One thing the documentary touched on was that whilst a significant proportion of individuals don’t subscribe to a particular religion in the UK. Only a minority of these are Atheists and the rise of something like the Sunday Assembly is that their exists a niche in the ‘market’ for these people who may be an Atheist, but probably aren’t and just don’t subscribe to a recognised, structured faith. Offering something that follows the form of a typical church gathering helps bridge the gap for a lot of people during the massive social shift in recent generations from being a majority Christian nation, to a majority Secular nation and many people still have in their collective memories some form of Church that appeals to a part of them. How long something like the Sunday Assembly endures will be interesting to see, as its appeal so far seems largely limited to WASP (White Anglo-Saxon Protestant) nations (England, N America, Australia, Germany etc). Perhaps over successive generations as people lose the exposure to church that previous generations had, the appeal of things like the Assembly will wain.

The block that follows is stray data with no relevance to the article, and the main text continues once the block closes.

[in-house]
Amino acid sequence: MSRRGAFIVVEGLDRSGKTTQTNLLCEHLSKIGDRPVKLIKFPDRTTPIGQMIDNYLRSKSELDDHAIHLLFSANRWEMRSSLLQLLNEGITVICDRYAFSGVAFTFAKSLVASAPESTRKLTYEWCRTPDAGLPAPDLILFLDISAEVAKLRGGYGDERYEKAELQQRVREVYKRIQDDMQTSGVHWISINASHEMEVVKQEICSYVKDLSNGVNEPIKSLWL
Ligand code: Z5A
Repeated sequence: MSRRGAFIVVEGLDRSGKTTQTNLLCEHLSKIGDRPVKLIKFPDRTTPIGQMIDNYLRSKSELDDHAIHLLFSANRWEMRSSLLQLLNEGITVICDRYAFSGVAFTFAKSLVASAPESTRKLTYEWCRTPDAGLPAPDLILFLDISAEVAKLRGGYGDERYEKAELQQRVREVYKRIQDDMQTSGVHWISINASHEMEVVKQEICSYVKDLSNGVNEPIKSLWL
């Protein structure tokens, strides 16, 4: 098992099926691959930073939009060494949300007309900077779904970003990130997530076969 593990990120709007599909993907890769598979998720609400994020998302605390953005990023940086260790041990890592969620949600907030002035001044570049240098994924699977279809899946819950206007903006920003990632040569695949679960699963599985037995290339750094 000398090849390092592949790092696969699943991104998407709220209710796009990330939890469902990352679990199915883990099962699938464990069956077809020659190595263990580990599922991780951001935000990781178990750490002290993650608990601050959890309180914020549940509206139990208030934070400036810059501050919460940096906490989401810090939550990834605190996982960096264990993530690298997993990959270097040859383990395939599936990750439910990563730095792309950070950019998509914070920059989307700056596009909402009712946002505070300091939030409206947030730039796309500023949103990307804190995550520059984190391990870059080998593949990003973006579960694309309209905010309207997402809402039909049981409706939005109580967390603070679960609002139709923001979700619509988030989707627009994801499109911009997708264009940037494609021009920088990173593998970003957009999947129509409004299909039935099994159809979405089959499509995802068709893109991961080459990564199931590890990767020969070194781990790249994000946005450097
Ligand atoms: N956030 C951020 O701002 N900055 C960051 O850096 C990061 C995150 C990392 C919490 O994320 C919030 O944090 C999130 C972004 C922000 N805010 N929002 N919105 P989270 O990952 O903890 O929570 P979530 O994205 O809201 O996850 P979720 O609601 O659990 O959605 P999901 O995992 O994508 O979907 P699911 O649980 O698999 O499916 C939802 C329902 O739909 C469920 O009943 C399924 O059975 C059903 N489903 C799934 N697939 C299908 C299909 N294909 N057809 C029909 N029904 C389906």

The Sunday Assembly also provides a new avenue for people to engage with something like a church service but take what they want and leave the rest behind, in the past we would call this nominalism. As church numbers continue to decline these people who, in previous generations, might of made up the broader body of a church but not engaged in any significant way find an appeal in something less demanding or exacting in its requirements to hold to a particular set of doctrinal views. This also means that those who still attend church, on average are expected to be more committed and more overtly religious than previous generations. The problem with this is if our church services begin to look increasingly like Sunday Assembly gatherings then any point of distinction to the outsider is diminished to the point of insignificance. We become increasingly willing to place less emphasise on doctrine, reduce our message to the lowest common denominator, tone down accountability and find ways for people to reduce the amount of ‘overhead’ engaging with a church might add to someones already busy life. If we just try to appeal to those who are nominally inclined towards the faith, its the faith, not the nominalism of the person in question that will suffer.